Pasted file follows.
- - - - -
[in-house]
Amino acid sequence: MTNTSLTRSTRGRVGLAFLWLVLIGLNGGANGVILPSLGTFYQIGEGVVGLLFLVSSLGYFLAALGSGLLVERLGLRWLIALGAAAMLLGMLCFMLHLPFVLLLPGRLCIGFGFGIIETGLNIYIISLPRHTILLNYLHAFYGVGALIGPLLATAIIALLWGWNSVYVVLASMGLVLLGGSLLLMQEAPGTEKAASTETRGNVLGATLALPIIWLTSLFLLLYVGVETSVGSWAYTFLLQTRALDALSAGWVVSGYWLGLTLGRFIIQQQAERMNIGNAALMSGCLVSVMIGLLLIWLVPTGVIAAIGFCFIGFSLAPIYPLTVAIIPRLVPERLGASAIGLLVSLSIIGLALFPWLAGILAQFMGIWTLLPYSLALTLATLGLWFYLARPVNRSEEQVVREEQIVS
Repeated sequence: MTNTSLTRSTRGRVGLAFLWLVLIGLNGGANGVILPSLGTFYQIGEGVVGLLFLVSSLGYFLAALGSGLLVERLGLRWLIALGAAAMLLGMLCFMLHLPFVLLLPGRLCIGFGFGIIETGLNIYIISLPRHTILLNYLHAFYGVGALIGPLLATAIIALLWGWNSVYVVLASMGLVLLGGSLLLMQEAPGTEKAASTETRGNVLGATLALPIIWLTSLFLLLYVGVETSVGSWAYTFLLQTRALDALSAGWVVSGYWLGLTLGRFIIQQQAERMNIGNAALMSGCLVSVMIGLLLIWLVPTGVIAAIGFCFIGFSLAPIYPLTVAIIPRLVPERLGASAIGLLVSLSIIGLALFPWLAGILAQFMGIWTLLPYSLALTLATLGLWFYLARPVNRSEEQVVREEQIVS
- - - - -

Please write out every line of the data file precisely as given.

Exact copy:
[in-house]
Amino acid sequence: MTNTSLTRSTRGRVGLAFLWLVLIGLNGGANGVILPSLGTFYQIGEGVVGLLFLVSSLGYFLAALGSGLLVERLGLRWLIALGAAAMLLGMLCFMLHLPFVLLLPGRLCIGFGFGIIETGLNIYIISLPRHTILLNYLHAFYGVGALIGPLLATAIIALLWGWNSVYVVLASMGLVLLGGSLLLMQEAPGTEKAASTETRGNVLGATLALPIIWLTSLFLLLYVGVETSVGSWAYTFLLQTRALDALSAGWVVSGYWLGLTLGRFIIQQQAERMNIGNAALMSGCLVSVMIGLLLIWLVPTGVIAAIGFCFIGFSLAPIYPLTVAIIPRLVPERLGASAIGLLVSLSIIGLALFPWLAGILAQFMGIWTLLPYSLALTLATLGLWFYLARPVNRSEEQVVREEQIVS
Repeated sequence: MTNTSLTRSTRGRVGLAFLWLVLIGLNGGANGVILPSLGTFYQIGEGVVGLLFLVSSLGYFLAALGSGLLVERLGLRWLIALGAAAMLLGMLCFMLHLPFVLLLPGRLCIGFGFGIIETGLNIYIISLPRHTILLNYLHAFYGVGALIGPLLATAIIALLWGWNSVYVVLASMGLVLLGGSLLLMQEAPGTEKAASTETRGNVLGATLALPIIWLTSLFLLLYVGVETSVGSWAYTFLLQTRALDALSAGWVVSGYWLGLTLGRFIIQQQAERMNIGNAALMSGCLVSVMIGLLLIWLVPTGVIAAIGFCFIGFSLAPIYPLTVAIIPRLVPERLGASAIGLLVSLSIIGLALFPWLAGILAQFMGIWTLLPYSLALTLATLGLWFYLARPVNRSEEQVVREEQIVS